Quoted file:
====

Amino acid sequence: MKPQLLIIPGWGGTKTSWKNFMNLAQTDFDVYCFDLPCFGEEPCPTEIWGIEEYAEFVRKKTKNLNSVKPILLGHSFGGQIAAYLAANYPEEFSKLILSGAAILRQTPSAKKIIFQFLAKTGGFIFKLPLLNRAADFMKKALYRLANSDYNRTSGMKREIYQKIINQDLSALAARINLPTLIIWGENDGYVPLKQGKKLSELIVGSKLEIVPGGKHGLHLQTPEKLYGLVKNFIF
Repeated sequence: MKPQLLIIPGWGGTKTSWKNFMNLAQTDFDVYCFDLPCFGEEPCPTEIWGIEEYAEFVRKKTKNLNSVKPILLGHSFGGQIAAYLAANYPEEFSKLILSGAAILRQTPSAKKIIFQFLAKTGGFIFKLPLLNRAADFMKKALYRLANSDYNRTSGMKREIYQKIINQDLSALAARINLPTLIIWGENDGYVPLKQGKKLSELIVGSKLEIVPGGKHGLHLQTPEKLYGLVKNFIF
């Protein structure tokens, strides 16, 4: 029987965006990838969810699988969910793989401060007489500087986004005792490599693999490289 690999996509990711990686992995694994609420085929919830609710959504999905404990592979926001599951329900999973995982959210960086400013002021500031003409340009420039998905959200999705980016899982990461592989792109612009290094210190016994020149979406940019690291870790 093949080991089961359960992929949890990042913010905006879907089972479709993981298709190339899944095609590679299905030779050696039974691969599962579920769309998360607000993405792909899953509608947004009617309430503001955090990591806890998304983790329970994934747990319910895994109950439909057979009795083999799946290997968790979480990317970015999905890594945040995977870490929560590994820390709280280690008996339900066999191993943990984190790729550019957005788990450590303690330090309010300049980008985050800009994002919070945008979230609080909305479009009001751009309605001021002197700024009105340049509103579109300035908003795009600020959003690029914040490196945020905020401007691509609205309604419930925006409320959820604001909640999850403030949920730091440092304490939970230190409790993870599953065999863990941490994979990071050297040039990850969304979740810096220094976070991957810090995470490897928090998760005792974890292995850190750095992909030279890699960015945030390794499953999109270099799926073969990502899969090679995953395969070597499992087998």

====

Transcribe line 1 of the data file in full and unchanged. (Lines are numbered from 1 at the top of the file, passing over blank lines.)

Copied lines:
Amino acid sequence: MKPQLLIIPGWGGTKTSWKNFMNLAQTDFDVYCFDLPCFGEEPCPTEIWGIEEYAEFVRKKTKNLNSVKPILLGHSFGGQIAAYLAANYPEEFSKLILSGAAILRQTPSAKKIIFQFLAKTGGFIFKLPLLNRAADFMKKALYRLANSDYNRTSGMKREIYQKIINQDLSALAARINLPTLIIWGENDGYVPLKQGKKLSELIVGSKLEIVPGGKHGLHLQTPEKLYGLVKNFIF